This bright twist on a timeless tale of segregation and uprising makes THE FIRE SERMON stand out in a well-developed genre. The rules of Cass’ world are logical and binding, no exceptions. Once the Omega is discovered, the twins are ripped apart and sent to live the lives destiny prescribed them. Cass may have escaped the split for a few precious years, but once her visions were discovered there was no fighting back. The Alphas are torn between hating their siblings and wanting to protect them, and what Cass’ powerful twin, Zach, has in mind is truly horrifying.

It is this unique history that makes the typical world and customs of Cass’ setting something more exciting than the expected. With sprawling countrysides and medieval citadels, the surroundings are reminiscent of classic high fantasy, but beautifully imagined.

The narration is full of rich imagery and wonderfully worded language. Haig is fluent in metaphor and Cass’ frequent reflections on her past draw us in to her history and give a true insight to her character. She is often reminded of childhood stories and experiences with her twin, creating a real melanchonly undertone throughout the story.

Cass is a mature and level-headed narrator, filled with a little longing and a good pinch of rebellious ideals about equality, but she always acts with a sense of purpose. She is pulled towards her goals by her visions, her moral compass and her heart. I was really impressed with how Cass was brought to life, and felt she truly embodied what it is to be a strong leader.

The relationships forged throughout the novel feel genuine and personal too. Kip is so endearing with a quick humour and a hidden depth that is slowly revealed as time goes on. They seem to grow together in a natural way, and it’s such a wonderful partnership to read. Even Zach has a soft and gentle side to his hateful coldness, as we see him through Cass’ love tinted eyes. With such a diverse and interesting cast, it was really enjoyable to see each character’s personality and development throughout the novel. Zach especially has a deep and complex motivation for his actions.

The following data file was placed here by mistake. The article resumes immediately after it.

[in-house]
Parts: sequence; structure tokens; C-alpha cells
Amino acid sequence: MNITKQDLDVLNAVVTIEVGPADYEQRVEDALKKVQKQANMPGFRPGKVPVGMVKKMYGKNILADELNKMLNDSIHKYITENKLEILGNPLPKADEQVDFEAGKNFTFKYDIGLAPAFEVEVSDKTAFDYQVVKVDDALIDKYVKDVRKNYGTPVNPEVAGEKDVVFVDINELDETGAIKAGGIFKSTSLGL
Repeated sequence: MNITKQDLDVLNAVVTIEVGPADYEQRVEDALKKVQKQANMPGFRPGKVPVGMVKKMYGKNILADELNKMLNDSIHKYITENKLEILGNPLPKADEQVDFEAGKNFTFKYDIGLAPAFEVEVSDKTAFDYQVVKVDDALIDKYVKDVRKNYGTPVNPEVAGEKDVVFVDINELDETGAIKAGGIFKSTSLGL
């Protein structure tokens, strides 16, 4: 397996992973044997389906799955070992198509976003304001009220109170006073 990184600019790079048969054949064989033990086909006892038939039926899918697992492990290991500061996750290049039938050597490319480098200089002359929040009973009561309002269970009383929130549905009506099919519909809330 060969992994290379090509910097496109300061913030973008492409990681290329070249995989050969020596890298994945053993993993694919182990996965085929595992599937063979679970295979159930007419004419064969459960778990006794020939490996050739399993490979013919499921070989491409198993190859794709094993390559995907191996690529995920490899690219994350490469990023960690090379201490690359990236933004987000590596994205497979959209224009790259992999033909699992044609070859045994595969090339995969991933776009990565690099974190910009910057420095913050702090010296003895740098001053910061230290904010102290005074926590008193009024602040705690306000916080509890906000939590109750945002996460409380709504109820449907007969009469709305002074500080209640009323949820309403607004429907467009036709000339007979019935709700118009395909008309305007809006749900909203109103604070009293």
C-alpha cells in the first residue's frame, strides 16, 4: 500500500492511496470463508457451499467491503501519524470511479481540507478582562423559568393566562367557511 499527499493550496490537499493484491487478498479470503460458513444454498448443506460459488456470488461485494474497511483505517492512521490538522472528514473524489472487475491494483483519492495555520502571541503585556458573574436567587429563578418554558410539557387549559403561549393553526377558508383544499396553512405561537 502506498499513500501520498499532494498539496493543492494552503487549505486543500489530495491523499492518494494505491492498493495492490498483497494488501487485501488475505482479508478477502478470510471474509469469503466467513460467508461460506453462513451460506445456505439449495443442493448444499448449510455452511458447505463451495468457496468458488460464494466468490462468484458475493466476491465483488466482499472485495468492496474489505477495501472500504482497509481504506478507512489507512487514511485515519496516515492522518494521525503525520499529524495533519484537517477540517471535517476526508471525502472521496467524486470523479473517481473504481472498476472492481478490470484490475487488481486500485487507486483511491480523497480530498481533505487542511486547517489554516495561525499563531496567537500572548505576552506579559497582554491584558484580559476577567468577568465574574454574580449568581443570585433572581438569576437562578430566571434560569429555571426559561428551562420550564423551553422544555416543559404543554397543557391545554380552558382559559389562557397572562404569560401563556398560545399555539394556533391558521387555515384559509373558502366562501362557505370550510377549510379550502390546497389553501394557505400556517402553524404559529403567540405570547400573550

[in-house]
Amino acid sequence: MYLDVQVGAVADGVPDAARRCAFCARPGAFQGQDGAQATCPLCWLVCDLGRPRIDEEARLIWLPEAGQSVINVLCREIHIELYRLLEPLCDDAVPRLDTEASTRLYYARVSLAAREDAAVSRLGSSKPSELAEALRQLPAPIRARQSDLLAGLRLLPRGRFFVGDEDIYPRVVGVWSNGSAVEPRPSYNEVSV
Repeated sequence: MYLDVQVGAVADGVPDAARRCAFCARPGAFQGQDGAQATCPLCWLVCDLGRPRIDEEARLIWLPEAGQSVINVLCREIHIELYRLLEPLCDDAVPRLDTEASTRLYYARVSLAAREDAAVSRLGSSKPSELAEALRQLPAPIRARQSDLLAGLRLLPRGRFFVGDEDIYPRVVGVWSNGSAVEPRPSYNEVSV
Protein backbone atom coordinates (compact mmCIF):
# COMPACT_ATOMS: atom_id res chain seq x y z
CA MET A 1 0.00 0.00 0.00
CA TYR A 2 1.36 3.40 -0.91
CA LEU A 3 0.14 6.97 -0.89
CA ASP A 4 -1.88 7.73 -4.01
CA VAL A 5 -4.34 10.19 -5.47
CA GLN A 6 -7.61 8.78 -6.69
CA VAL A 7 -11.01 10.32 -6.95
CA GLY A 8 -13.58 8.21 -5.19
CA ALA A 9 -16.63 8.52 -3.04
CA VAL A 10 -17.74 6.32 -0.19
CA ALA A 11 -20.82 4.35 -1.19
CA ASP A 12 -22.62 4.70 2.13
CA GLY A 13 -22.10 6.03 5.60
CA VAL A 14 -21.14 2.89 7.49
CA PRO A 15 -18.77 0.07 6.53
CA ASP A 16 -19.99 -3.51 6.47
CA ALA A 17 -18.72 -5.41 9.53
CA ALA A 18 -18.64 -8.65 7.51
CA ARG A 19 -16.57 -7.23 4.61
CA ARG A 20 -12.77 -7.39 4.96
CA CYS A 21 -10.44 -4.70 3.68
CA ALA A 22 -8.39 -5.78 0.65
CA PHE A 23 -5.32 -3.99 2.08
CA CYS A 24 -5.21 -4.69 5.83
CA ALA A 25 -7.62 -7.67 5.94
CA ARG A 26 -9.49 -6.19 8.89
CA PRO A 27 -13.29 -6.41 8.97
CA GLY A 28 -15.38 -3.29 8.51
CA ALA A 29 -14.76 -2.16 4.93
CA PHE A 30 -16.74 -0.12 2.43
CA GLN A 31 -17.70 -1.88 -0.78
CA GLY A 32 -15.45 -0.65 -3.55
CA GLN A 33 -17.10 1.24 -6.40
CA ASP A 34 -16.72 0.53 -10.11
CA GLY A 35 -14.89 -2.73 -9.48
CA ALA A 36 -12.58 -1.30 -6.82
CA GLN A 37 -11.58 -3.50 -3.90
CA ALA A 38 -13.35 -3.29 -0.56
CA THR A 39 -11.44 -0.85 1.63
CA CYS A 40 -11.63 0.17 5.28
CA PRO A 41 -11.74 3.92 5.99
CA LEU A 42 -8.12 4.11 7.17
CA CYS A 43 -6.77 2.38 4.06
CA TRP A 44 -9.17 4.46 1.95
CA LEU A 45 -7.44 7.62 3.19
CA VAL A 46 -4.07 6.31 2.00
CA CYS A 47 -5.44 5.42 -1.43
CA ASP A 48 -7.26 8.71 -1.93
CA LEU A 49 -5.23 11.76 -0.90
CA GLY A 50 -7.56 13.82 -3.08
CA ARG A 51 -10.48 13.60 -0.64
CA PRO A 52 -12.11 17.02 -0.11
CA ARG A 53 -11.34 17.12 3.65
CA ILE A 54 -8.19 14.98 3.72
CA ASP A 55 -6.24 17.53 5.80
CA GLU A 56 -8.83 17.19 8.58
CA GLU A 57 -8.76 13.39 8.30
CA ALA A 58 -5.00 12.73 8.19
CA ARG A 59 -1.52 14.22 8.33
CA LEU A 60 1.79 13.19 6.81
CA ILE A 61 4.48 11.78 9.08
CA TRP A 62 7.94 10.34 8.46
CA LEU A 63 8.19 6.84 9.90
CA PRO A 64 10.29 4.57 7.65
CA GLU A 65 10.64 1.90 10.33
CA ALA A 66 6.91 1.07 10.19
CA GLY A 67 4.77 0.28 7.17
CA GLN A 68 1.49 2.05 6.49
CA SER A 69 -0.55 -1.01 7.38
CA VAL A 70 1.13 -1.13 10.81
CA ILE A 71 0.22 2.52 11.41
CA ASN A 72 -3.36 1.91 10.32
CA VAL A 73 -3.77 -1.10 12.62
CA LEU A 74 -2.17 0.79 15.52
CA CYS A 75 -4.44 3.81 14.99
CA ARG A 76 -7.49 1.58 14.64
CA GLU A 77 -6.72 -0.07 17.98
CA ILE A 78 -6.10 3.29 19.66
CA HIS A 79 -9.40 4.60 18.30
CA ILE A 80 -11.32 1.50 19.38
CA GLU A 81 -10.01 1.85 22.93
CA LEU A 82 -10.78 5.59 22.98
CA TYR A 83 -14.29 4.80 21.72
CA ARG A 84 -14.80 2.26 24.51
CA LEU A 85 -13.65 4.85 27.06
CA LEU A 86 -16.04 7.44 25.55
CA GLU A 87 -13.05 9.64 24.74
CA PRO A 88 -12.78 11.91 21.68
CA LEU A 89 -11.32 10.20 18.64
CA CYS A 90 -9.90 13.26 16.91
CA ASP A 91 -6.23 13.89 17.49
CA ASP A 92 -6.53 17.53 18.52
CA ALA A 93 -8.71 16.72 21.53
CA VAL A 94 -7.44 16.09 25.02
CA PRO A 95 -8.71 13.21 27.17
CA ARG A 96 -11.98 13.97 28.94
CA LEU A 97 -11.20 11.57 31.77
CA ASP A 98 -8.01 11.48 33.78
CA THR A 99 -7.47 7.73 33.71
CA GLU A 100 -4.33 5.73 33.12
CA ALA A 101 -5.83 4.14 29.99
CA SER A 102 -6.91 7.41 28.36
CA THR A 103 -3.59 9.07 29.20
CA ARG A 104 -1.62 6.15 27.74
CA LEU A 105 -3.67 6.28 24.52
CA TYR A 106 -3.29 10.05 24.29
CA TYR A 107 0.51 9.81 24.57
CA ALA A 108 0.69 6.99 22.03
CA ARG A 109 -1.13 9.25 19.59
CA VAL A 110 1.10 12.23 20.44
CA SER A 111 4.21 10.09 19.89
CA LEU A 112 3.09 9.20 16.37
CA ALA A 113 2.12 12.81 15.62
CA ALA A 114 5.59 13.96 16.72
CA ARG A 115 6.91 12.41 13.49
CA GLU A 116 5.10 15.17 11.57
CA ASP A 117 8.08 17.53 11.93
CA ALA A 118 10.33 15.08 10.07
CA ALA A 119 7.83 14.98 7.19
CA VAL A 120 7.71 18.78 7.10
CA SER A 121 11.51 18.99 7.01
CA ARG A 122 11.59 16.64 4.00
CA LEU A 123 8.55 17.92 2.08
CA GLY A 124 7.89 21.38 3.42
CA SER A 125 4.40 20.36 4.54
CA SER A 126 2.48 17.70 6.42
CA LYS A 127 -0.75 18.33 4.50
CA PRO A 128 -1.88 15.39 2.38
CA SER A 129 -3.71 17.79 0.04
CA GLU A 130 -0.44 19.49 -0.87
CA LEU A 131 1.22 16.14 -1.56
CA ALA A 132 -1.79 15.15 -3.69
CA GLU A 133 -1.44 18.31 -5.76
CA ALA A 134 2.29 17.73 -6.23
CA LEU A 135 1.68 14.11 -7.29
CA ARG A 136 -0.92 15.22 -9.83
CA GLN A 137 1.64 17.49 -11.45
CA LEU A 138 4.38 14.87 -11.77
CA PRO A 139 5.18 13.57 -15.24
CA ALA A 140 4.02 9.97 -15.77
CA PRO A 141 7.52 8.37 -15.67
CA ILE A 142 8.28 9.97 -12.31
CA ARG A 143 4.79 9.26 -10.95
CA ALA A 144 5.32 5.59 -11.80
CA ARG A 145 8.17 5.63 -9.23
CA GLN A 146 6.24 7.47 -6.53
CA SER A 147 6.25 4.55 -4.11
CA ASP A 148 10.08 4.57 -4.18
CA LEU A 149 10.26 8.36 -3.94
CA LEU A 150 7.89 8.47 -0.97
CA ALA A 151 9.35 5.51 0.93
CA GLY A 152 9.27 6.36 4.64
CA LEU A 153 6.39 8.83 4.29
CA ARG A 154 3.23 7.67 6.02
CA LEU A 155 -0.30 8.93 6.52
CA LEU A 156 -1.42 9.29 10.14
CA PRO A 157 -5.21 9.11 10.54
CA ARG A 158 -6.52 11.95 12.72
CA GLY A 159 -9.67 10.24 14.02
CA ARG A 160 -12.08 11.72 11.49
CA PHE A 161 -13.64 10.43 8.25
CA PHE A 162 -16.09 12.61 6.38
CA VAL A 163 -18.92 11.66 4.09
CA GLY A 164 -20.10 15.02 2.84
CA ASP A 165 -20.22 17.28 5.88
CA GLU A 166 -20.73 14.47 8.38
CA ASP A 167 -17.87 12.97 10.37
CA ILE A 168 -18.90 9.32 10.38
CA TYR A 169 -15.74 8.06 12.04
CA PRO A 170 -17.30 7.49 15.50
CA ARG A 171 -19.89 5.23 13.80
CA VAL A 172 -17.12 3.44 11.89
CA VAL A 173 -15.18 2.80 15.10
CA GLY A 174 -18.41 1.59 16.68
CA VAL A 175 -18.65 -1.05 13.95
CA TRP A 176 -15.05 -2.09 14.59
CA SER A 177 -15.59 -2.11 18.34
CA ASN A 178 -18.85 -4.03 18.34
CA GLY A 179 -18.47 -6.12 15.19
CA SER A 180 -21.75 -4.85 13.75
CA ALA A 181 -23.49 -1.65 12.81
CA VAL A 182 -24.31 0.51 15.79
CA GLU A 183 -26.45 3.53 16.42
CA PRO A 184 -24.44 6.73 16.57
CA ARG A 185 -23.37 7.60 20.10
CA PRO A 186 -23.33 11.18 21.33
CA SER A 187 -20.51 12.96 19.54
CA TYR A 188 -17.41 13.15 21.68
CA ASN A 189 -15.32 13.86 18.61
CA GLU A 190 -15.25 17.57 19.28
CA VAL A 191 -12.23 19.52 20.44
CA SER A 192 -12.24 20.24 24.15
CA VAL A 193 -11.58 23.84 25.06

Story-wise, the plot and direction of the novel are really strong. I guessed a few of the twists along the way but the final chapters were a complete shock! There is a lot of tension and anticipation built throughout, so the ending worked incredibly well. The originality in Haig’s writing is fresh, so this isn’t just another tale of rebellion.

For me, the execution of THE FIRE SERMON puts it a step above a lot of books in the SF/Dystopia genre. The plot is compelling and exciting and the characters simply breathe off the page. I really fell in love with this book, and I encourage you to do the same.

I received THE FIRE SERMON from HarperVoyager in exchange for an honest review. My reviews always represent my own opinion.

[REVIEW] Brood – Chase Novak

Characters – 3/5
Plot – 3/5
Style – 3/5
Setting – 3/5
Overall – 3/5

In a Tweet
Teens born from an experimental fertility treatment are becoming cannibalistic & wild. Can Cynthia keep her twins safe or will they succumb?

Set in a modern New York City, BROOD tells the increasingly fraught tale of twins Adam and Alice Twisden. Sequel to BREED, I picked it up without having read the first book and it told a complete story with no assumption of knowledge of previous events.

Cynthia has finally won the custody battle for her niece and nephew, years after her sister met a gruesome end in the very house she now lives in. After their parents underwent gruelling and dangerous fertility treatment abroad, the twins have experienced true horror as they bore witness to the vicious and animalistic behaviour of their parents. Now Adam and Alice are growing up, they are desperately struggling to slow the effects of their own changing and suppress the same wild urges that plagued their parents.